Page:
M’Porte is a zero waste takeout solution South Orange County restaurants and customers can get behind

Written by: Molly Lockwood

Takeout containers are one of the biggest sources of single-use plastics waste for many consumers. By working directly with eco-conscious restaurants to make zero waste takeout accessible, M’Porte (meaning “to go” in French) is spearheading a revolution in the world of sustainable to-go dining in San Diego and beyond. The Surfrider Foundation caught up with Founder and CEO Brian Macdonald.

What motivated you to start M’Porte?

The idea was sparked from an experience I had at a drive-thru Wendy’s in San Diego. While driving home I reached for some fries to snack on, and I grabbed a straw first, then a spork – all this single-use waste while I was just looking for a french fry! I didn’t want any of these things. I didn’t ask for any of these things. And I realized that every single person is getting these things. So I set out to do something that would make a difference.

It’s so much easier than people imagine to start making a change. The challenge is to be persistent, to keep going and find out ways to work through objections and challenges.

Can you walk us through the new M’Porte subscription model?

Through our original exchange model, it cost $25 to purchase one of our stainless steel takeout containers and join the program. Our goal has always been to make zero-waste takeout more accessible, and we’ve found that the initial $25 cost can be prohibitive for some people and families. After gathering feedback from restaurants and individuals, we’re introducing the cheaper subscription model to make it easier for people to join. You pay a few bucks a month and can leave at any time, so if you’re just visiting San Diego for a few weeks, for example, you can eat zero waste with M’Porte during your trip. We’ll also have annual subscriptions and gift subscriptions to make this easy and simple for everyone.

How can restaurants join the program?

New restaurants pay a setup fee to cover the cost of the containers, then a monthly fee based on how much access they need and what makes sense for them. Ideally, we want to make this as cost effective as a styrofoam container or a compostable container for restaurants.

What is most attractive about M’Porte from the perspective of restaurants?

One of the factors is access to an intensely loyal customer base. They’re going to keep bringing their containers back over and over again because they love the food, and they love that they can be zero waste. Viewpoint Brewing, one of our participating restaurants, has a hardcore set of M’Porte users that come back every week! Beyond customer loyalty, M’Porte gives restaurants an opportunity to showcase the efforts they’re making to be environmentally friendly. People will show up to support that.

Old habits die hard, and sometimes it can be difficult to change ingrained behaviors – even when it’s the right thing to do. What is the most effective way to get people on board with zero waste takeout?

There are a number of incentives to change your takeout habits with M’Porte. You get a discount on your order every time you use an M’Porte container, so with enough uses it will pay for itself. Individual restaurants can take this to the next level by designing their own creative freebie programs: for example, your favorite taco shop might give you a free taco every third use. You can also track how much single-use plastics they’ve saved by using the containers as a motivator to keep going. By breaking down some of the barriers to eating zero waste, we’re hoping to make this not only simple and easy, but also cool: a status symbol showing that you’re doing your part to care for our environment.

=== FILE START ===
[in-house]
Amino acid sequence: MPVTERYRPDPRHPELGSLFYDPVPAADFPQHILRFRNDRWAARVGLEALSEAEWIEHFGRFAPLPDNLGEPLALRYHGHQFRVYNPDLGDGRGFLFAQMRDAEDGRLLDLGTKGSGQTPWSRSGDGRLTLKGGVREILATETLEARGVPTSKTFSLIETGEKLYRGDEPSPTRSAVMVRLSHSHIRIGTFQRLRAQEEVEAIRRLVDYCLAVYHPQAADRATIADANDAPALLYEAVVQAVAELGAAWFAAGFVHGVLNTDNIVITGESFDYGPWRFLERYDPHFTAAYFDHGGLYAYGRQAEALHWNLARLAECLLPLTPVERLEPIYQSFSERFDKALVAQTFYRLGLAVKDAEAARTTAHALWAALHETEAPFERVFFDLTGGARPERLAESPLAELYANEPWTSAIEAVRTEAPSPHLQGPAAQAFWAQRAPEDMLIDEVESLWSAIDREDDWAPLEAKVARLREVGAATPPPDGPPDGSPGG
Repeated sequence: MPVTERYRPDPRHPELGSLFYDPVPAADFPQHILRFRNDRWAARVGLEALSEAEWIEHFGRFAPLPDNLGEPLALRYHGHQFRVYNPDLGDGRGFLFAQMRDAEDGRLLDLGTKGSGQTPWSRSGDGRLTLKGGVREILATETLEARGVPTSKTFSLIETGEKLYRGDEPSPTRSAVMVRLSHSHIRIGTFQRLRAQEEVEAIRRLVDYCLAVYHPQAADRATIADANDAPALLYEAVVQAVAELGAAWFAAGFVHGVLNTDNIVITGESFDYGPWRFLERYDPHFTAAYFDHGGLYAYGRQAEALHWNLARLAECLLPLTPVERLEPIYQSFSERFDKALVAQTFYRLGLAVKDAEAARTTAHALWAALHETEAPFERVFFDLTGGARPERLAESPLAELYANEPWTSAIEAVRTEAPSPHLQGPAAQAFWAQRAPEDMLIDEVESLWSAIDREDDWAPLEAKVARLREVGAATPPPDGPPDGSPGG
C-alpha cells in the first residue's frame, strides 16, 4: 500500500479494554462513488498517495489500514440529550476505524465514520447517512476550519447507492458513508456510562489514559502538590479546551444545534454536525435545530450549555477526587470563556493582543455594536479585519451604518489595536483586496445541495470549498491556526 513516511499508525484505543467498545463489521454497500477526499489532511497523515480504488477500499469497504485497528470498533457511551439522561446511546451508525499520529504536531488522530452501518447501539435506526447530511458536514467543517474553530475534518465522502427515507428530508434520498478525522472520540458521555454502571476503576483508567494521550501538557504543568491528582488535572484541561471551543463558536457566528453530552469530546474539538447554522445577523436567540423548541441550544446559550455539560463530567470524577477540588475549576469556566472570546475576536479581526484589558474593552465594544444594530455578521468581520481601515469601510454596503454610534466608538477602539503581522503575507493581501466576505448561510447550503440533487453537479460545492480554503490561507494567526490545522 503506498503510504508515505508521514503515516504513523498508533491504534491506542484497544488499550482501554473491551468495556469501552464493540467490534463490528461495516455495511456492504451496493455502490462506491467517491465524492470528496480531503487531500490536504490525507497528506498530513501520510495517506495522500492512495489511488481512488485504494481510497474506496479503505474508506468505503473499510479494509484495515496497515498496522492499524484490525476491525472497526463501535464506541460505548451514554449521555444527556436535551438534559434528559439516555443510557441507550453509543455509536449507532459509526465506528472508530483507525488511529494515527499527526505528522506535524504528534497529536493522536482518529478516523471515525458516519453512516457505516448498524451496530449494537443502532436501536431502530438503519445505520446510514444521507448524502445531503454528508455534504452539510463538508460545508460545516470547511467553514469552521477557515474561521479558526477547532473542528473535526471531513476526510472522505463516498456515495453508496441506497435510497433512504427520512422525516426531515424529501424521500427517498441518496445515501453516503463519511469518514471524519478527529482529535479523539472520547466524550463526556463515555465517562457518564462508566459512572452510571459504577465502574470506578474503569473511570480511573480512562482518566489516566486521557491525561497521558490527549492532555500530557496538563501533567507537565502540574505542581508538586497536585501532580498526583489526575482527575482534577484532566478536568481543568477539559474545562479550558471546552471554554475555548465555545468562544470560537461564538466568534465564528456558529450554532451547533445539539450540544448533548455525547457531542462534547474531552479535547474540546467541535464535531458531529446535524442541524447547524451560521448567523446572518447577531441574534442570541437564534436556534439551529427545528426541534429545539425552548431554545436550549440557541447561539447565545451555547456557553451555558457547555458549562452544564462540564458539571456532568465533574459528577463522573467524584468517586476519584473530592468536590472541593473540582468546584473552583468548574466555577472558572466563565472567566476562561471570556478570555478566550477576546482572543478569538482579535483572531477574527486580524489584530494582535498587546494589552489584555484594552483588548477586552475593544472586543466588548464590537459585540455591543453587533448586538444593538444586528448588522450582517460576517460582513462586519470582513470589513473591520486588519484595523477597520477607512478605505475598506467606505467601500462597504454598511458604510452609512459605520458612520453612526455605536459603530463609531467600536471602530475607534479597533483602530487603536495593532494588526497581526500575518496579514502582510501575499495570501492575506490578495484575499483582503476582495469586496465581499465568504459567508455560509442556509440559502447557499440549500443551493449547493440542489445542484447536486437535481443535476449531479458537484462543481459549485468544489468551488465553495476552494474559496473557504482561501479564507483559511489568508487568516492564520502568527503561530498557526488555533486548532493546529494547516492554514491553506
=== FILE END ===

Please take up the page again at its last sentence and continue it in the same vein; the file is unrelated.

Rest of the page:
What is your vision for the future of this program?

In the near future, our goal is to continue gathering feedback from restaurants and customers to perfect the program. From tweaking the container design to making it easier and cheaper to join the program, it’s a collaborative effort with all of the M’Porte community to continually make this thing better. As we improve our model, we hope to continue expanding the program from our roots in San Diego and Oahu to South Orange County and further north.

What further policy changes needed to make single use takeout containers a thing of the past?

Policy has been totally influential on waste reduction efforts. There’s a law in California, AB 619 or the “BYO Bill,” which makes it legal for restaurants to serve you food in your own containers. In Hawaii, the requirements are more stringent: restaurants need to give you a pre-cleaned container rather than serving food in the one you bring. We’ve brought our standards up to the Hawaii rules, especially in light of public health considerations this last year, so you exchange your M’Porte container for a sanitized one each time you use it. This makes for a more regimented experience that’s more adaptable to varying policy environments.

Policy is a big part of what allows us to operate. It’s easier for us to work in cities where efforts are already being made, or where Surfrider has laid the groundwork to educate local restaurants about eco-friendly practices. Some cities, like Del Mar, have enacted styrofoam bans and “upon-request” rules for takeout containers. Having those policies in place turns on that lightbulb in the minds of restaurant owners. The more I learn about policy, the more I realize how impactful it is.

It’s so much easier than people imagine to start making a change. The challenge is to be persistent, to keep going and find out ways to work through objections and challenges.

Brian Macdonald